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Magn Reson Imaging. 1994;12(4):653-9.

N-acetylaspartate reductions measured by 1H MRSI in cognitively impaired HIV-seropositive individuals.

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  • 1Magnetic Resonance Unit, Department of Veterans Affairs Medical Center, San Francisco, CA.

Abstract

We used magnetic resonance imaging (MRI) and water-suppressed proton MR spectroscopic imaging (1H MRSI) to study the effects of human immunodeficiency virus (HIV) infection on the brain. Our recent in vivo finding of lower N-acetylaspartate (NAA), a putative marker of neurons, in the supraventricular brain of cognitively impaired HIV-seropositive patients (CISP) compared to noninfected controls was replicated in a new cohort of 13 CISP patients and extended to include 10 high-risk homosexual HIV-seronegative controls. Throughout the supraventricular brain the ratio of NAA to choline-containing metabolites (NAA/Cho) was lower in CISP subjects than in high-risk controls (1.98 +/- 0.36 vs. 2.35 +/- 0.29, p = 0.016), and the ratio of NAA to creatine-containing metabolites (NAA/Cr) was also lower in CISP subjects than in high-risk controls (3.02 +/- 0.44 vs. 3.56 +/- 0.39, p = 0.007) with Cho/Cr unchanged in both groups. These findings indicate a NAA reduction which suggests neuron loss and/or dendritic and axonal damage. Homosexual high-risk HIV-seronegative controls had metabolite measures similar to previously studied heterosexual HIV-seronegative controls. NAA measures in six cognitively normal HIV-seropositive subjects (CNSP) (NAA/Cho = 2.34 +/- 0.39, NAA/Cr = 3.42 +/- 0.69) were similar to those of controls and tended to be increased relative to those in cognitively impaired HIV-seropositive subjects. This study demonstrates that reduced NAA in the supraventricular brain is associated with the development of severe cognitive impairments secondary to HIV infection and that 1H MRSI methodology reliably detects HIV effects on the brain.(ABSTRACT TRUNCATED AT 250 WORDS)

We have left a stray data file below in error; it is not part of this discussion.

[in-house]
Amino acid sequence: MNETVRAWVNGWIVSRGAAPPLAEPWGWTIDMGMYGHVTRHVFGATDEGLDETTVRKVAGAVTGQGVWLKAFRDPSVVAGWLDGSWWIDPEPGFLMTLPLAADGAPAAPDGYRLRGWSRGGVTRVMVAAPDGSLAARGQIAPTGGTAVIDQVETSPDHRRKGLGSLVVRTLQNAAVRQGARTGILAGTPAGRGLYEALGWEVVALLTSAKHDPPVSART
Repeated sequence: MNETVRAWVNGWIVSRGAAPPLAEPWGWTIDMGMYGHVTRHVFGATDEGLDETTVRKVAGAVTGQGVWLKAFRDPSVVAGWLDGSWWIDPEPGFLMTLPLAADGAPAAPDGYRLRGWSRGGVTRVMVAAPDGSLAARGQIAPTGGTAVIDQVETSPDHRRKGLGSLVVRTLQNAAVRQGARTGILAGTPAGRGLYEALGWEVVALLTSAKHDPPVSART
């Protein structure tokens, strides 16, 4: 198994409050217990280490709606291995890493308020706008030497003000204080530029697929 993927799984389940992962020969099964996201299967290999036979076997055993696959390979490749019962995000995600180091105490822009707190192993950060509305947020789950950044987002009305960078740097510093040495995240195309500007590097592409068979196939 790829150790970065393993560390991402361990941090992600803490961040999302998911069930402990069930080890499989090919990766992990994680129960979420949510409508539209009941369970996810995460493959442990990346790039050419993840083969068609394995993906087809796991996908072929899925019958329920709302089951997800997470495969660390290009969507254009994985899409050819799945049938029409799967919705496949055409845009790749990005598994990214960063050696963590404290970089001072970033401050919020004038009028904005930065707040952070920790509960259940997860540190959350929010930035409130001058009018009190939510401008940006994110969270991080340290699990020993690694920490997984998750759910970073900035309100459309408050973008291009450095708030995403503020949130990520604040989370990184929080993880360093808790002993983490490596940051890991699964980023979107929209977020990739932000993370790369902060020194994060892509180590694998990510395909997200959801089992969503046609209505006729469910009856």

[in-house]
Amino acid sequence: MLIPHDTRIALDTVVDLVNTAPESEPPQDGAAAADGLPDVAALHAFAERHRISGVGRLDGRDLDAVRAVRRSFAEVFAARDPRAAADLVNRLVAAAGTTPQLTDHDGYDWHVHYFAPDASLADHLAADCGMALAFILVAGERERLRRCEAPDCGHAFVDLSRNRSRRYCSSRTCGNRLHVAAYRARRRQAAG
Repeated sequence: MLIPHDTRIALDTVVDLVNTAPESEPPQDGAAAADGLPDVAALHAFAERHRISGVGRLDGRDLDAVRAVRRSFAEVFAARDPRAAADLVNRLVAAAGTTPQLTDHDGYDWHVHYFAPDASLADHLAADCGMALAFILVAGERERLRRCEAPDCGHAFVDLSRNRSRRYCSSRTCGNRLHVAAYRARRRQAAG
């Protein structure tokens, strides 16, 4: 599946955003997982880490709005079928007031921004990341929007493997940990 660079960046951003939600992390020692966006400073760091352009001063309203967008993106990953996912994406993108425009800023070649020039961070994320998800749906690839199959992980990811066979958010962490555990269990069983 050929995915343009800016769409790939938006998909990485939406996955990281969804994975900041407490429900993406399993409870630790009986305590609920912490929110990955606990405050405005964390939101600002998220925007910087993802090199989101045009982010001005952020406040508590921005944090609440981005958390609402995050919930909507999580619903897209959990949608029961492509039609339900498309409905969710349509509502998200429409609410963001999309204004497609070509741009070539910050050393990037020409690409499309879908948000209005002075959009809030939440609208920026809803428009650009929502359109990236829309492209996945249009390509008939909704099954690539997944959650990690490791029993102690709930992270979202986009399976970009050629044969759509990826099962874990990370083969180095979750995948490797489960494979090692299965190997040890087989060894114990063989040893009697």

PMID:
8057770
[PubMed - indexed for MEDLINE]
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